As we remembered on Friday, September 11, 2001 was such a day for many people. The death of a loved one is such a time for many people. A difficult medical diagnosis, the loss of a job, moving to a new home in a strange place, friends turning on you and letting you down - all can be such times. Times when we feel the ground giving way beneath us and the variables piling up and we are so shaky we donít feel as if we can take even one more step, and not knowing what to do we cry out with the father of this boy: Lord, ďI believe; help my unbelief!Ē
And there is your constant. When all the variables - and even the constants - in our lives that we thought we could count on have let us down, there is One who remains constant. Not that He wasnít always there, itís that we keep substituting other things we think we can stand on, but that always let us down. There is only One who is reliable. Only One who is the constant to solve the variables. Only One who, as we prayed, is our support and defense in every need. The One who, as Isaiah said, set His face like a flint to go to the cross. The cross where there is nothing variable. The cross where there is only the constant of the love of God laying down His life for you; the constant of the love of God taking your sin away from you and paying for it Himself; the constant of the love of God to provide for you what otherwise you would not have - life and hope.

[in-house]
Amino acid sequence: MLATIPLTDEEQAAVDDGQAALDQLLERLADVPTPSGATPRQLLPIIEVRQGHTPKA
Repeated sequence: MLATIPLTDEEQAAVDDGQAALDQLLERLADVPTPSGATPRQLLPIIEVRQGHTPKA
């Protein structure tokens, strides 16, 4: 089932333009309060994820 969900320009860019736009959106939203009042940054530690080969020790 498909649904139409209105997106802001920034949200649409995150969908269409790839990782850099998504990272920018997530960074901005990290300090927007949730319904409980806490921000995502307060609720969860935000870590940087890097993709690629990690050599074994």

And so you have a constant in this very variable life: Jesus.
And so in answer to this fatherís need, Jesus drives out the unclean spirit with His Word. Good, right? Well, yes . . . though at first, it seems as if this too has been a colossal failure, that instead of saving the boy, He has killed him! For, we are told, he looked like a corpse and most of them said, ďHe is dead.Ē But no - our constant remains constant, and what looks like death is turned to life. Jesus takes him by the hand and raises him to a new life.
It is a small picture of the cross - another place where it seems as if this has all been a colossal failure! Where another Son, instead of being saved, was killed and was a corpse and was placed dead into the ground . . . and it seemed as if the unclean spirits had won. But again, no - our constant remains constant, and death is turned to life. Jesus rises from the dead to a new life.
And that is a small picture of what has happened to you as well. For Jesus has come to you and driven out your unclean spirit with His Word and water in Holy Baptism. Good, right? Well, yes . . . though at first, perhaps you look at your life and it seems as if this has been a colossal failure! For still you have sin and death instead of life. But no - your constant remains constant, as in the midst of sin and death Jesus here and now reaches out His hand and raises you in forgiveness; as Jesus reaches out His hand and feeds you with His own body and blood; as Jesus reaches out to you and gives you new life.